The Adoption of the Accounting Officer System in Canada: Changing Relationships?

By Jarvis, Mark D. | Canadian Public Administration, December 2009 | Go to article overview
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The Adoption of the Accounting Officer System in Canada: Changing Relationships?


Jarvis, Mark D., Canadian Public Administration


The Parliament of Canada officially adopted the accounting officer regime with passage of the Federal Accountability Act (S.C. 2006, c. 9) on 12 December 2006 and the subsequent amendment of Section 16 of the Financial Administration Act (R.S.C. 1985, c. F-11). Designated as accounting officers, deputy ministers (1) are assigned statutory responsibility for the stewardship of their respective departments. Although the formal adoption of the accounting officer system comes after years of debate as to the utility and appropriateness of the system for Canada, its implementation has continued the controversy. The government and the House of Commons have adopted conflicting views on what, if anything, the new regime means for a deputy minister's personal accountability before or to Parliament.

Strong voices have articulated divergent views of the significance of implementing the accounting officer system. Some have argued that public servants were already being held directly to account, as exemplified in a series of high-profile cases where parliamentary committees have increasingly admonished public servants for their alleged personal roles in particular scandals of the day, and formal adoption merely brings doctrine in line with practice (Aucoin and Jarvis 2005; Aucoin, Smith, and Dinsdale 2004; Franks 2007; Sutherland 1991). At the same time, C.E.S. Franks (2007) is hopeful that formal adoption will mark a shift towards improving executive government accountability for both officials and ministers by aligning accountabilities commensurate with responsibilities. Others, who argue that this reform undermines the doctrine of ministerial responsibility by transforming the accountability relationships encompassed therein, continue their objection to the regime (Ardell et al. 2006; Mitchell 1997). Finally, and perhaps most significantly, the Harper government's position, reversing what the prime minister argued before the 2006 election, reiterates what can be termed the traditional understanding: that formal adoption adds no new responsibilities and no change to the existing accountability relationships--essentially suggesting that nothing has changed, despite the new legislation and amendments to existing legislation (Franks 2007). (2)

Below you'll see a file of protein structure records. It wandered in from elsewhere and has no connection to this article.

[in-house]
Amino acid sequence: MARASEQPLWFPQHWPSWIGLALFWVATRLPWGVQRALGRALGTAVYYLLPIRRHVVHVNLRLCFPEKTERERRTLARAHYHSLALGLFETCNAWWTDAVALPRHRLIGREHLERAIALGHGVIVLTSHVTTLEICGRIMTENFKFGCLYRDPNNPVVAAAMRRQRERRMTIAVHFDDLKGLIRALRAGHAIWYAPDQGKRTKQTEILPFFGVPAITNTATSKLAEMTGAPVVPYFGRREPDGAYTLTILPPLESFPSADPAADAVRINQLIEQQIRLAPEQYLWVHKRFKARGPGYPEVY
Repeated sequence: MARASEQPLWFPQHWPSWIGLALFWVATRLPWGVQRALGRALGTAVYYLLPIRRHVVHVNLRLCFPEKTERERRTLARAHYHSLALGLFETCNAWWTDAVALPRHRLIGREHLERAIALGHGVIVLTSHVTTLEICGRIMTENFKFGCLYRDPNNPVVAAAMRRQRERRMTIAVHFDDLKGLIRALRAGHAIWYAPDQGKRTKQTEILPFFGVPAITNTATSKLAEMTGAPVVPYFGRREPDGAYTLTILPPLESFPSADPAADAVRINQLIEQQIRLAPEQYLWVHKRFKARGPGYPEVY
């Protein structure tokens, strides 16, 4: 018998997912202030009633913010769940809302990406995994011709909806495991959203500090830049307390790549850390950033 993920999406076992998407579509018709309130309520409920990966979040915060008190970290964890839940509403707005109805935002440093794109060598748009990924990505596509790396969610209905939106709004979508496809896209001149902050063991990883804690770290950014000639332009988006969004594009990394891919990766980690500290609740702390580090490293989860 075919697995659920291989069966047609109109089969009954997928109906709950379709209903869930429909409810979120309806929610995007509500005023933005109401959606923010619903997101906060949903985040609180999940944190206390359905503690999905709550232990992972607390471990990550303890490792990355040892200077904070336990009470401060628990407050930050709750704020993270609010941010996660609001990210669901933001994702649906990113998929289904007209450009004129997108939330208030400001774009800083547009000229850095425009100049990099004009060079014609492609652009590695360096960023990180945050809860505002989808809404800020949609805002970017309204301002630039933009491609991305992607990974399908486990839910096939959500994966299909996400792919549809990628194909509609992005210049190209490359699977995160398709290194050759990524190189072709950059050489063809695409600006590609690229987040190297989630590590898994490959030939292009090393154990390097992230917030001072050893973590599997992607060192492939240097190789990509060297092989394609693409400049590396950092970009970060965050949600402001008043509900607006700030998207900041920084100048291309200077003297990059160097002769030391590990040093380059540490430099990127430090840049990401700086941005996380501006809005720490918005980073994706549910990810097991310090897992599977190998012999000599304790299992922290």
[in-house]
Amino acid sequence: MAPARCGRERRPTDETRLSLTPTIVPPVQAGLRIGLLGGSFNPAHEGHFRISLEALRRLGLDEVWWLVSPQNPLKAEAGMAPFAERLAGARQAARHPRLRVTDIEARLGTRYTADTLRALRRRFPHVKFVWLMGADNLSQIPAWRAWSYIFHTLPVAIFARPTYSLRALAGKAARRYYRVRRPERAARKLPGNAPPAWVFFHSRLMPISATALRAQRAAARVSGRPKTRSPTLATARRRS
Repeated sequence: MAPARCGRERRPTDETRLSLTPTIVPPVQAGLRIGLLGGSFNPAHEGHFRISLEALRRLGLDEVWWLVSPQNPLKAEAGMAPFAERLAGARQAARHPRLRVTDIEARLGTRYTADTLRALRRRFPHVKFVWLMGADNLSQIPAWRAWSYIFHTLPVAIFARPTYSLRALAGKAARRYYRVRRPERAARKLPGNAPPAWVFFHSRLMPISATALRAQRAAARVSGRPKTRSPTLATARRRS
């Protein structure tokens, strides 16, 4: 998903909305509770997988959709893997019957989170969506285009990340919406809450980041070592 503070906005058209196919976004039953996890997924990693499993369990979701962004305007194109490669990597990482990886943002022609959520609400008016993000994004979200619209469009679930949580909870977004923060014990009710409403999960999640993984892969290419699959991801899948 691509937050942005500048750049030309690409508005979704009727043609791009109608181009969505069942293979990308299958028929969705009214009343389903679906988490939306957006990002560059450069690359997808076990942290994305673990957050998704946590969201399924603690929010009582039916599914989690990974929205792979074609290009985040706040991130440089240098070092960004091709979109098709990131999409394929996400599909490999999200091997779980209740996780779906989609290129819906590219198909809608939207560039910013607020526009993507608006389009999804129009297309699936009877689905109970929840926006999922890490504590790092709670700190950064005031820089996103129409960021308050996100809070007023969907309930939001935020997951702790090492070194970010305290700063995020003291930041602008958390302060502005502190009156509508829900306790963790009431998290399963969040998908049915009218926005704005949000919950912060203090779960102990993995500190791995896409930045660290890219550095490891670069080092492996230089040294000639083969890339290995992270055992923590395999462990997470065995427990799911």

The fundamental disagreement as to what the new regime actually means is seen most clearly in the conflict between the government's Accounting Officers: Guidance on Roles, Responsibilities and Appearances before Parliamentary Committees (Canada, Privy Council Office 2007) and the standing committee on public accounts' Protocol for the Appearance of Accounting Officers as Witnesses before the Standing Committee on Public Accounts (Canada, Parliament, House of Commons, Standing Committee on Public Accounts 2007; Franks 2007). Moving this debate forward requires focusing on the concrete changes, as articulated in the public account committee's protocol and the Financial Accountability Act (FAA) amendments and considering them within their highly institutionalized contexts. This article assesses the likely impact of the accounting officer regime on four key accountability relationships that are potentially affected by the adoption of this system: the deputy ministers' relationships with Parliament, with departmental public servants, and with ministers, as well as the relationship between ministers and Parliament. The article concludes that while the adoption and enactment of the accounting officer regime in the Canadian context is an important reform likely to help improve accountability by providing greater clarity as to who is accountable for what, it is neither a panacea for "fixing" accountability nor is it likely to result in a radical transformation of the core relationships of democratic governance and public administration in Canada. Although the nature of the effect is not absolute (DiMaggio and Powell 1991; March and Olsen 1984; Moe 1987), formal and informal institutions will shape the practice of the accounting officer regime and constrain the behaviour of accounting officers and other associated actors.

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